I believe you'd be surprised to see that you've been blind

Walk a mile in my shoes, walk a mile in my shoes
Hey, before you abuse, criticize and accuse
Walk a mile in my shoes

Now your whole world you see around you is just a reflection
And the law of common says you're gonna reap just what you sow
So unless you've lived a life of total perfection
You'd better be careful of every stone that you should throw 

And yet we spend the day throwin' stones at one another
'Cause I don't think or wear my hair the same way you do
Well, I may be common people but I'm your brother
And when you strike out you're tryin' to hurt me it's hurtin' you
Lord, have mercy
And there are people on reservations and out in the ghettos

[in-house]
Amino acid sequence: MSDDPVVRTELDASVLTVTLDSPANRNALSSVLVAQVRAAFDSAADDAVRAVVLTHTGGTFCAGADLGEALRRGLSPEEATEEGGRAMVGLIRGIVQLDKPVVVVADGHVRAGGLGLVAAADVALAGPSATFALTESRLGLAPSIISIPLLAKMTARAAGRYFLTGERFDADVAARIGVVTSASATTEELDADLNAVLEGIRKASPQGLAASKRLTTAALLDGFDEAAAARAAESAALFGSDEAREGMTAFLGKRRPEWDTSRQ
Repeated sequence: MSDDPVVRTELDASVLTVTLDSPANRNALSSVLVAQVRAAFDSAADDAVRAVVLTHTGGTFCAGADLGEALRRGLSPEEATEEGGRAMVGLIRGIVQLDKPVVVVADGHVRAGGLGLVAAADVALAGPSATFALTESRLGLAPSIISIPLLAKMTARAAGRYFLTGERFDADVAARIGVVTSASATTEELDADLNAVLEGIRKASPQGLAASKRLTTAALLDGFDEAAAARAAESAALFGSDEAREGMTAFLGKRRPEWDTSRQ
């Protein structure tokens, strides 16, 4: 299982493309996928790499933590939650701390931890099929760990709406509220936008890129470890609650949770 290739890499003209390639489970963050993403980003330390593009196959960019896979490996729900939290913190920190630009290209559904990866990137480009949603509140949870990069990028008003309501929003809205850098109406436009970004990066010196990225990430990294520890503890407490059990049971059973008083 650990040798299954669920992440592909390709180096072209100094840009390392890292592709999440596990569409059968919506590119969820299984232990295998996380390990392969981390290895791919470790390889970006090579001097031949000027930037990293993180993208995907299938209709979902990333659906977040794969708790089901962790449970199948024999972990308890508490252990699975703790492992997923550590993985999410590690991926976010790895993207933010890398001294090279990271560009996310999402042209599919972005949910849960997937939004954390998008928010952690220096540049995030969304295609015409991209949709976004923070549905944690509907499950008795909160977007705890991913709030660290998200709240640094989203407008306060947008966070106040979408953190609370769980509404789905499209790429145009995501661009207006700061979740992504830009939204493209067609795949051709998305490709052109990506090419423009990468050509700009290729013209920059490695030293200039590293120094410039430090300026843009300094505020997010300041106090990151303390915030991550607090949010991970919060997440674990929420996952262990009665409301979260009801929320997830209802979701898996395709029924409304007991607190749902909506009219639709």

And brother, there, but for the grace of God, go you and I
And if I only had wings of a little angel, well
Don't you know, I'd fly to the top of a mountain and then I'd cry

Walk a mile in my shoes, walk a mile in my shoes
Before you abuse, criticize and accuse
Better walk a mile in my shoes
Try before what you're doing


The debate is endless and all options and opinions are valid.  Personally I stand nowhere, not even on the "fence".  After 37 plus years in business I have just about seen and heard it all...... Why go on an Escorted/Guided tour when you could perhaps do it solo?  I am not talking about mainland Europe but the more far away destinations.